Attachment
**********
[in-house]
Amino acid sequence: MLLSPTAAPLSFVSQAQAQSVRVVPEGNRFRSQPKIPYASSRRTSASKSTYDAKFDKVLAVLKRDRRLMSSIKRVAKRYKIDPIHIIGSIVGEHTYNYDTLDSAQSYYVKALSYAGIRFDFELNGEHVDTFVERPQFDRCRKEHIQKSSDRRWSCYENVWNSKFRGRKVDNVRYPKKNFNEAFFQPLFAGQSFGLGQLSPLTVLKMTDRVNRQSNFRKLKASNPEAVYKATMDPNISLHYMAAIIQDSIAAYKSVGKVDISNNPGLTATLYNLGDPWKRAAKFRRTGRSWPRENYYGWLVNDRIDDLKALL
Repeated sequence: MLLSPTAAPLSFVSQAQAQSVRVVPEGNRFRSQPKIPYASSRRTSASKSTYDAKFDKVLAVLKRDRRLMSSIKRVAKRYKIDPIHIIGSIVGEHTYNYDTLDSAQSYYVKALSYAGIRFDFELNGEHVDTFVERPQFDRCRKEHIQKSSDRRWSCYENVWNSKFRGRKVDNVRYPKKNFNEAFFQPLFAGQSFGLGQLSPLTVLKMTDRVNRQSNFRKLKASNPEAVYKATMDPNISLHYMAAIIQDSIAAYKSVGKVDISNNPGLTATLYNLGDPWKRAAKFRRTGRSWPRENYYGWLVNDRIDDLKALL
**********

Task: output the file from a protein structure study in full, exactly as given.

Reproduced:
[in-house]
Amino acid sequence: MLLSPTAAPLSFVSQAQAQSVRVVPEGNRFRSQPKIPYASSRRTSASKSTYDAKFDKVLAVLKRDRRLMSSIKRVAKRYKIDPIHIIGSIVGEHTYNYDTLDSAQSYYVKALSYAGIRFDFELNGEHVDTFVERPQFDRCRKEHIQKSSDRRWSCYENVWNSKFRGRKVDNVRYPKKNFNEAFFQPLFAGQSFGLGQLSPLTVLKMTDRVNRQSNFRKLKASNPEAVYKATMDPNISLHYMAAIIQDSIAAYKSVGKVDISNNPGLTATLYNLGDPWKRAAKFRRTGRSWPRENYYGWLVNDRIDDLKALL
Repeated sequence: MLLSPTAAPLSFVSQAQAQSVRVVPEGNRFRSQPKIPYASSRRTSASKSTYDAKFDKVLAVLKRDRRLMSSIKRVAKRYKIDPIHIIGSIVGEHTYNYDTLDSAQSYYVKALSYAGIRFDFELNGEHVDTFVERPQFDRCRKEHIQKSSDRRWSCYENVWNSKFRGRKVDNVRYPKKNFNEAFFQPLFAGQSFGLGQLSPLTVLKMTDRVNRQSNFRKLKASNPEAVYKATMDPNISLHYMAAIIQDSIAAYKSVGKVDISNNPGLTATLYNLGDPWKRAAKFRRTGRSWPRENYYGWLVNDRIDDLKALL